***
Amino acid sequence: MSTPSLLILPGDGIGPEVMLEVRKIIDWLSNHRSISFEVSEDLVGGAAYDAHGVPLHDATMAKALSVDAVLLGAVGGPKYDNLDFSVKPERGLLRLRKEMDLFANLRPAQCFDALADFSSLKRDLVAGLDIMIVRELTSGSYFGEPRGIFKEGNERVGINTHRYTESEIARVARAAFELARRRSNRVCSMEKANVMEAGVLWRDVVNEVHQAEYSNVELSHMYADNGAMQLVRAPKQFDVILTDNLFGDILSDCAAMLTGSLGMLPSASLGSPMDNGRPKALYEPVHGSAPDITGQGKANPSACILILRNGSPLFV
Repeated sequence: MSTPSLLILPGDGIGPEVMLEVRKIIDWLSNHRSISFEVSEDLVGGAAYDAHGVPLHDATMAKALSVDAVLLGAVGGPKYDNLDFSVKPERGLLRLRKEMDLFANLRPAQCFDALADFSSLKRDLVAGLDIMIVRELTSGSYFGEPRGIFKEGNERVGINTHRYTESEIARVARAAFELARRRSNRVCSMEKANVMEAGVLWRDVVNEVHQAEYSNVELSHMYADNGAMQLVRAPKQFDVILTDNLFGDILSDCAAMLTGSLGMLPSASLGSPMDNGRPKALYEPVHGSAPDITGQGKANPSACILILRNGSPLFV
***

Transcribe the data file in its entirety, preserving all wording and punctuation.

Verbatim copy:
Amino acid sequence: MSTPSLLILPGDGIGPEVMLEVRKIIDWLSNHRSISFEVSEDLVGGAAYDAHGVPLHDATMAKALSVDAVLLGAVGGPKYDNLDFSVKPERGLLRLRKEMDLFANLRPAQCFDALADFSSLKRDLVAGLDIMIVRELTSGSYFGEPRGIFKEGNERVGINTHRYTESEIARVARAAFELARRRSNRVCSMEKANVMEAGVLWRDVVNEVHQAEYSNVELSHMYADNGAMQLVRAPKQFDVILTDNLFGDILSDCAAMLTGSLGMLPSASLGSPMDNGRPKALYEPVHGSAPDITGQGKANPSACILILRNGSPLFV
Repeated sequence: MSTPSLLILPGDGIGPEVMLEVRKIIDWLSNHRSISFEVSEDLVGGAAYDAHGVPLHDATMAKALSVDAVLLGAVGGPKYDNLDFSVKPERGLLRLRKEMDLFANLRPAQCFDALADFSSLKRDLVAGLDIMIVRELTSGSYFGEPRGIFKEGNERVGINTHRYTESEIARVARAAFELARRRSNRVCSMEKANVMEAGVLWRDVVNEVHQAEYSNVELSHMYADNGAMQLVRAPKQFDVILTDNLFGDILSDCAAMLTGSLGMLPSASLGSPMDNGRPKALYEPVHGSAPDITGQGKANPSACILILRNGSPLFV